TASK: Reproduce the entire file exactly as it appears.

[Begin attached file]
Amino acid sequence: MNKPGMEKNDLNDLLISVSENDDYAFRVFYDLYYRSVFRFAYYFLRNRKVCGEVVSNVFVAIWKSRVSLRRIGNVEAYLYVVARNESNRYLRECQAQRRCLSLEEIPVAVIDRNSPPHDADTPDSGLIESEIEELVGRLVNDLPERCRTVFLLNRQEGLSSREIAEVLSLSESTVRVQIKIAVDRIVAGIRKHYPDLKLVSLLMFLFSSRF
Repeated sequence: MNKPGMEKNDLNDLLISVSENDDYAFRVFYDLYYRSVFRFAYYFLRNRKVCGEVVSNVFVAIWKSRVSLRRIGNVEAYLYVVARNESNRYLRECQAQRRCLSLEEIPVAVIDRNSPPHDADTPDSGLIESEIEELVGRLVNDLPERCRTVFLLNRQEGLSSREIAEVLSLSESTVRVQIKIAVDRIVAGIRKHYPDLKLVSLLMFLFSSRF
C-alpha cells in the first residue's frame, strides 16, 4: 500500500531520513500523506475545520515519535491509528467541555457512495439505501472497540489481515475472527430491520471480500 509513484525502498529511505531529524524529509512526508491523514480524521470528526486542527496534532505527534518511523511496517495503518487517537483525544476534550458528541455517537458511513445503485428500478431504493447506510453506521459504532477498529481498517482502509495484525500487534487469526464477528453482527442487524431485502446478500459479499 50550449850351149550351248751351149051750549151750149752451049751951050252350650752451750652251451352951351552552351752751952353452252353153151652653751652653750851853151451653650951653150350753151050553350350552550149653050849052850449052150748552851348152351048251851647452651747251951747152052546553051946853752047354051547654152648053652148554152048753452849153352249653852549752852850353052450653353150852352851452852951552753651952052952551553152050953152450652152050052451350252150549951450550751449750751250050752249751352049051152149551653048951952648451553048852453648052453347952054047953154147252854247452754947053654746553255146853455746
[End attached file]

Amino acid sequence: MNKPGMEKNDLNDLLISVSENDDYAFRVFYDLYYRSVFRFAYYFLRNRKVCGEVVSNVFVAIWKSRVSLRRIGNVEAYLYVVARNESNRYLRECQAQRRCLSLEEIPVAVIDRNSPPHDADTPDSGLIESEIEELVGRLVNDLPERCRTVFLLNRQEGLSSREIAEVLSLSESTVRVQIKIAVDRIVAGIRKHYPDLKLVSLLMFLFSSRF
Repeated sequence: MNKPGMEKNDLNDLLISVSENDDYAFRVFYDLYYRSVFRFAYYFLRNRKVCGEVVSNVFVAIWKSRVSLRRIGNVEAYLYVVARNESNRYLRECQAQRRCLSLEEIPVAVIDRNSPPHDADTPDSGLIESEIEELVGRLVNDLPERCRTVFLLNRQEGLSSREIAEVLSLSESTVRVQIKIAVDRIVAGIRKHYPDLKLVSLLMFLFSSRF
C-alpha cells in the first residue's frame, strides 16, 4: 500500500531520513500523506475545520515519535491509528467541555457512495439505501472497540489481515475472527430491520471480500 509513484525502498529511505531529524524529509512526508491523514480524521470528526486542527496534532505527534518511523511496517495503518487517537483525544476534550458528541455517537458511513445503485428500478431504493447506510453506521459504532477498529481498517482502509495484525500487534487469526464477528453482527442487524431485502446478500459479499 50550449850351149550351248751351149051750549151750149752451049751951050252350650752451750652251451352951351552552351752751952353452252353153151652653751652653750851853151451653650951653150350753151050553350350552550149653050849052850449052150748552851348152351048251851647452651747251951747152052546553051946853752047354051547654152648053652148554152048753452849153352249653852549752852850353052450653353150852352851452852951552753651952052952551553152050953152450652152050052451350252150549951450550751449750751250050752249751352049051152149551653048951952648451553048852453648052453347952054047953154147252854247452754947053654746553255146853455746